Friday, September 22 2023

Sharks’ few but significant positives to carry into next year originally appeared on NBC Sports Bayarea

There aren’t a lot of positives that the Sharks can carry from this year to next.

That’s to be expected when you have the fourth-worst record in the league.

But there was some good from this season besides Erik Karlsson’s historical scoring pace and a lottery pick – really – that the Sharks can hopefully carry over into next season.

David Quinn

It seems odd to trumpet a head coach who guided the Sharks to their fewest Regulation Wins since 1992-93, San Jose’s second year in the NHL.

The 2022-23 Sharks had just 16 Regulation Wins, their fewest over a full regular season since 1992-93’s eight and their expansion campaign’s 16. Even the decidedly awful 1995-96 Sharks, 47 points over 82 games, managed 19 RWs.

But Quinn, after just one year behind the bench, isn’t going anywhere, so may as well look at the positive.

Here are some other Quinn-related numbers: Karlsson, of course, put up a career-high 101 points. Timo Meier, before he was dealt, was on pace for his first career 40-goal campaign. Alexander Barabanov was on the way to his first-ever 50-point year before a late-season injury derailed him. Logan Couture had his most productive year since 2018-19.

By and large, the Sharks’ best players produced this year, and it’s no coincidence that it’s with a new bench boss.

“San Jose, the way that they play, they’re pretty well suited to trading chances. Because if you look at their recent goals, a lot of them are off the rush. And the way that they defend, they’re trying to survive that initial rush and turn it into a half-ice or three-quarter-ice counterattack. It’s obviously done a lot for Karlsson’s production,” hockey tactics guru Jack Han told San Jose Hockey Now recently. “Last year with [Bob] Boughner, for as long as I’ve known Boughner as a coach, he prefers a team that’s pretty structured, that plays pretty tightly, every shift kind of looks pretty similar. You go break out, forecheck, and then maybe neutral zone forecheck, D-zone coverage.”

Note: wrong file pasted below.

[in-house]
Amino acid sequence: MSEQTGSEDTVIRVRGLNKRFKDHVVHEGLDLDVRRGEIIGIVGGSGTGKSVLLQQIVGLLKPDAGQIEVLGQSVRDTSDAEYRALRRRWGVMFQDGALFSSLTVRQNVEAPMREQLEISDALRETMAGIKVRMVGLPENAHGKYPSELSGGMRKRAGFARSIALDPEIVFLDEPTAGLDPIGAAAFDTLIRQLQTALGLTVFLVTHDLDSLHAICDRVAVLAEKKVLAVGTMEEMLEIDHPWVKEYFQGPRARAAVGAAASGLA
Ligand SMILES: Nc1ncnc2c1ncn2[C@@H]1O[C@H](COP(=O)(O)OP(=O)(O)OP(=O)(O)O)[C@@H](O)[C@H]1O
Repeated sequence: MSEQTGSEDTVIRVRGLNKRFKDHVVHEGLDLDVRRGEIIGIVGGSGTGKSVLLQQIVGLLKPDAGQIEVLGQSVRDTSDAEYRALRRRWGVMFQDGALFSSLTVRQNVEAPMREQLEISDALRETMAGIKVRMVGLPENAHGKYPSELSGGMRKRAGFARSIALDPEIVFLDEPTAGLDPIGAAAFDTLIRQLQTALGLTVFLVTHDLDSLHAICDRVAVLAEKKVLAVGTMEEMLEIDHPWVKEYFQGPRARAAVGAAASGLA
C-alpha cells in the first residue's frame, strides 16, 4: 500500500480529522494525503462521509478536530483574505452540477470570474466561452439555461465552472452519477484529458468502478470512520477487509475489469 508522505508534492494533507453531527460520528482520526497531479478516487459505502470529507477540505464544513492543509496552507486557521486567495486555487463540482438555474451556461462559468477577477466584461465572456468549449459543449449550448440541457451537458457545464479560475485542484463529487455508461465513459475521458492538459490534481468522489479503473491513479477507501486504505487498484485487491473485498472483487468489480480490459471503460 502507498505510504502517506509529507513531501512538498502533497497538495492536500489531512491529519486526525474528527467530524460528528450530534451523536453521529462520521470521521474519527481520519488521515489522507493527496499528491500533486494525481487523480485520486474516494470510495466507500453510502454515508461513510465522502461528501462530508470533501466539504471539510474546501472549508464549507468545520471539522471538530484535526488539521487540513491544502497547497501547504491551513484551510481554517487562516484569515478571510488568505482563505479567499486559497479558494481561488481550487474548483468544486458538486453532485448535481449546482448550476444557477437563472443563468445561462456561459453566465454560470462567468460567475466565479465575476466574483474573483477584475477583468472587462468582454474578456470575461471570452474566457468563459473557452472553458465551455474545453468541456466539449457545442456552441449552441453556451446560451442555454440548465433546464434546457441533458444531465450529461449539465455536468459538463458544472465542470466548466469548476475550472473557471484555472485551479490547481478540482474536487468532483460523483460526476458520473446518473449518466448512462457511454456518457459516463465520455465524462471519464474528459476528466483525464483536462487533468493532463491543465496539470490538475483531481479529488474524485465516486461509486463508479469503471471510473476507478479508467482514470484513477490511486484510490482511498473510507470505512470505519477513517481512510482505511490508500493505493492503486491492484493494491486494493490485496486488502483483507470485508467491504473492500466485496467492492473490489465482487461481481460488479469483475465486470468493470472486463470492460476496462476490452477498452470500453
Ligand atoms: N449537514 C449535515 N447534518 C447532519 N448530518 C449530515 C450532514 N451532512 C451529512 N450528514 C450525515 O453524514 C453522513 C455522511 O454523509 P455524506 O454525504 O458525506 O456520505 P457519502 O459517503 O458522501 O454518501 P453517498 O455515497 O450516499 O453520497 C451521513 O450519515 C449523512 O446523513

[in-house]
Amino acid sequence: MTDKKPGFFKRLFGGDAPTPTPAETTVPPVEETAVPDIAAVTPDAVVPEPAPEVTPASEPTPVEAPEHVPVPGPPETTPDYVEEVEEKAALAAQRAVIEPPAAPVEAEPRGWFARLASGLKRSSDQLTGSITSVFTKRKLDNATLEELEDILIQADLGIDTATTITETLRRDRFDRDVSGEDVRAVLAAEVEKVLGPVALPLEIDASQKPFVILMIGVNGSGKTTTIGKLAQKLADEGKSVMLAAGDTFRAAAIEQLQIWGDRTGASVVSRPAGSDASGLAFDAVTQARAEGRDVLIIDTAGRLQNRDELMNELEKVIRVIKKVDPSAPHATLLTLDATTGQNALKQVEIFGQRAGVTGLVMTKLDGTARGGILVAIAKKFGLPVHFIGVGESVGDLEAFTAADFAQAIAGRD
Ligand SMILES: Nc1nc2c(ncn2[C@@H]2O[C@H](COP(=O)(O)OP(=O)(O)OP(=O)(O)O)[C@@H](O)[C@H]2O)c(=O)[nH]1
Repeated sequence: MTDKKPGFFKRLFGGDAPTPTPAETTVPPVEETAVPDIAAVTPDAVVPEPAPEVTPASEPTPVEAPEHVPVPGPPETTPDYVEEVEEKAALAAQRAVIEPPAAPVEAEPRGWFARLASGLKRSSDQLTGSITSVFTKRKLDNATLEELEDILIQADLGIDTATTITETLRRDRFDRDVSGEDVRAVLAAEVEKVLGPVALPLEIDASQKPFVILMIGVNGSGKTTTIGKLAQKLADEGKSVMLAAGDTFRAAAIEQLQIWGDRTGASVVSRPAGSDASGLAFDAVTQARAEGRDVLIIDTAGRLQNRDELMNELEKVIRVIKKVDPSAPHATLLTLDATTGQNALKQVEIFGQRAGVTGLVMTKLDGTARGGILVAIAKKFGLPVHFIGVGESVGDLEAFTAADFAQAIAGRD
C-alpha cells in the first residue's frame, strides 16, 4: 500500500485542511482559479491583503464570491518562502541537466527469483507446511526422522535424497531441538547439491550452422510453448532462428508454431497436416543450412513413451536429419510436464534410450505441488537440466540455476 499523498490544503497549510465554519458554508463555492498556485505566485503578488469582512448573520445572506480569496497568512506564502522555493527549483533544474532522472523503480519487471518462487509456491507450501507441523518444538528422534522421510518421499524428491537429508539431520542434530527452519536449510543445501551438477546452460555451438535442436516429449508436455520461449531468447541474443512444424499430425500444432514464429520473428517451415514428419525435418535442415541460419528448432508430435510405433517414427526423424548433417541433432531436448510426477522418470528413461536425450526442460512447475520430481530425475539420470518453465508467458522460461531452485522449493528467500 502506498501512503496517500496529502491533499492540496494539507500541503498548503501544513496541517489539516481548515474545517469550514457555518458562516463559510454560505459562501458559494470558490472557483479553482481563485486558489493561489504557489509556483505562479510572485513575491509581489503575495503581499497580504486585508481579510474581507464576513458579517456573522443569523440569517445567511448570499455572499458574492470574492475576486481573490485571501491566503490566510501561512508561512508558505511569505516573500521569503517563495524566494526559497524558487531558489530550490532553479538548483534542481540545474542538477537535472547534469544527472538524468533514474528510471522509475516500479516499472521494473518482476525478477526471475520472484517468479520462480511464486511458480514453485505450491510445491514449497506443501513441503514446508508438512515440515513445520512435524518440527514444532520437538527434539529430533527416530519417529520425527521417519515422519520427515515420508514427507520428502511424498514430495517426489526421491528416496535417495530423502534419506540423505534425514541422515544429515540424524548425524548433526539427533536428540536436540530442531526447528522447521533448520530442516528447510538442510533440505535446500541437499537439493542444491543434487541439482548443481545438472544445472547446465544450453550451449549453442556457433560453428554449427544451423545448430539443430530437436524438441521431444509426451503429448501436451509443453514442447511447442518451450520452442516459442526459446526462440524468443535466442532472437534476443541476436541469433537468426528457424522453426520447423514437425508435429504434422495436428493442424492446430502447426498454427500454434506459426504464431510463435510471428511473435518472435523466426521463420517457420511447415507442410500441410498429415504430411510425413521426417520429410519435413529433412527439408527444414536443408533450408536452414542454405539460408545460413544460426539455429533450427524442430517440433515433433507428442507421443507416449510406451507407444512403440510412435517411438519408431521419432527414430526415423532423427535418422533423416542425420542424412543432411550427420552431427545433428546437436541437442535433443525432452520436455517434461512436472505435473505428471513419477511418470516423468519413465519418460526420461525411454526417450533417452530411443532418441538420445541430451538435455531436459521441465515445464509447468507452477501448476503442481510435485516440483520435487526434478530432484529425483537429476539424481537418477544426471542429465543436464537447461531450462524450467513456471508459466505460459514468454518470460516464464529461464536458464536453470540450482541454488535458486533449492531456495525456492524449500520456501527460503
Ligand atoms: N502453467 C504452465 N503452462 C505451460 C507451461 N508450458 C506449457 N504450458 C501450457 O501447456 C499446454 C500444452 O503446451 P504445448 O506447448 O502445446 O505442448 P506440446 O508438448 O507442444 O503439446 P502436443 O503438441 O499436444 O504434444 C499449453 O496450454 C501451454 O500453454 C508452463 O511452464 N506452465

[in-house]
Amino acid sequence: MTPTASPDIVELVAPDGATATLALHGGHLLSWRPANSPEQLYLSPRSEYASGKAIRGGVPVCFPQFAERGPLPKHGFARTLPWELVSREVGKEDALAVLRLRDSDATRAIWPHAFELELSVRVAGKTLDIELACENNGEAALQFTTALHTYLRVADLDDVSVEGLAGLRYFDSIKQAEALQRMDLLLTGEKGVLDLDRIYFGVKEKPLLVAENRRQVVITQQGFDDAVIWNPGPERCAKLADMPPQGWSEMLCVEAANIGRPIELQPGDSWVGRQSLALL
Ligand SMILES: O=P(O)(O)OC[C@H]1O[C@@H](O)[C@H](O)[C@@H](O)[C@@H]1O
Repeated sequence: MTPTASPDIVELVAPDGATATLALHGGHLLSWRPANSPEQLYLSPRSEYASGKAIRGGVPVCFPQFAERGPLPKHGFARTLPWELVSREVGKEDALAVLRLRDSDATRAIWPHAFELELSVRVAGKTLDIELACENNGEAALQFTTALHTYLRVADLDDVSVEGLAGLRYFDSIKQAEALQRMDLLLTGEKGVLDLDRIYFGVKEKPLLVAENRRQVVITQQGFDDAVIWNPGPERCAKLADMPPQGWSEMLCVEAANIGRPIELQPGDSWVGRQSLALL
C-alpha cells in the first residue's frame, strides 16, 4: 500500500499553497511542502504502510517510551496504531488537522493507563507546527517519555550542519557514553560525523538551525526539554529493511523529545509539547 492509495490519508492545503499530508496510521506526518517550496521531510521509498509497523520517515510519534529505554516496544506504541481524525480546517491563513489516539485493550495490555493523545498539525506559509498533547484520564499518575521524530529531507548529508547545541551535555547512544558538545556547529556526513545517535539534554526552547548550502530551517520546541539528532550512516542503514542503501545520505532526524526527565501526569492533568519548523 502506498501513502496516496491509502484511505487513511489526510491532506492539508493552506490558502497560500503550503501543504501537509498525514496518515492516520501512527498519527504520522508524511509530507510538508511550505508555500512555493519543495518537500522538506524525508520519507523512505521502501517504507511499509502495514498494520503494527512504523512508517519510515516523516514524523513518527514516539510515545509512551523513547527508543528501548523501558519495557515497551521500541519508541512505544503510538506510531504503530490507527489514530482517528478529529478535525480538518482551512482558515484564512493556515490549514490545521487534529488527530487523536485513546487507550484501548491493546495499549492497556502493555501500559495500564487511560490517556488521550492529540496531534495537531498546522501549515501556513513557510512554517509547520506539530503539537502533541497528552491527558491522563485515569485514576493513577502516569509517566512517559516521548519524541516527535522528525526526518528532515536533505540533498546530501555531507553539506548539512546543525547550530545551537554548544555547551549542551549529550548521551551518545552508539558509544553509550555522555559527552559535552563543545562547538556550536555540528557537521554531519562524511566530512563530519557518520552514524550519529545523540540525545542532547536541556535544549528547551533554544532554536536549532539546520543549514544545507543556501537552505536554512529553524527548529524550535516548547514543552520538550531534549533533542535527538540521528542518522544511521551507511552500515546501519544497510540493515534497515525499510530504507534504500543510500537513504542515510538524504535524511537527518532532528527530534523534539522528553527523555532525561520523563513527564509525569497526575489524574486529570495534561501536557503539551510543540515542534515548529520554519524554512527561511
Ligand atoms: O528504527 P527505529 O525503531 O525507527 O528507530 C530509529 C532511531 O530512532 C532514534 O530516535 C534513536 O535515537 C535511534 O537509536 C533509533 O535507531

Quinn did a good job, as he did behind the New York Rangers’ bench, of getting the most out of his best players. That should continue next season, with or without that much-rumored Karlsson trade.

New Foundations

Last off-season, new GM Mike Grier acquired via free agency or trade, Nico Sturm, Matt Benning, Steven Lorentz, Luke Kunin, Oskar Lindblom, and Markus Nutivaara.

Nutivaara never played a game with the Sharks because of a nagging hip injury. Lindblom himself admitted to losing confidence on his way to a disappointing six-goal campaign. Kunin was as advertised, but his season was cut short by injury after just 31 games.

But Sturm, Benning, and Lorentz established themselves as foundational players who could help the Sharks back to relevance.

Sturm, after signing a three-year, $6 million contract with the Sharks, enjoyed a career offensive season with 14 goals and 26 points, taking on a regular third-line center role in the NHL for the first time too. But what stood out most?

“Every shift, you get that physical and mental effort. That’s what you want,” Quinn said about the 2022 Stanley Cup winner before a match-up with this year’s Cup favorite Boston Bruins in January. “To me, it’s what makes the Bruins the team they are. There’s a variety of reasons why they’re as good as they are, and they have the record they have, but more than anything, they play true team hockey, and there’s a consistent effort from what they do, and that’s been happening for a long time in their organization.”

Quinn added about Sturm: “He’s very diligent about his preparation. He’s in world-class shape. There’s a high level of commitment from him. That’s what we want to build off of here.”

Before signing a much-panned four-year, $5 million contract with the Sharks, Benning had established himself as a solid bottom-pairing defenseman for back-to-back Nashville Predators playoff squads.

In San Jose, Benning took on top-four minutes and was a penalty-killing staple for the league’s eighth-best PK. Benning also added some surprising offense: Per Natural Stat Trick, he was one of only 15 defensemen this year to average one 5-on-5 assist or more per 60 minutes of action. His company there includes Norris Trophy candidates Karlsson, Adam Fox, Roman Josi, Quinn Hughes, Charlie McAvoy, Mikhail Sergachev, and Josh Morrissey.

“He’s got good vision. He is a solid defender, a hard defender, and he’s a good player in this league,” Quinn noted of Benning in February.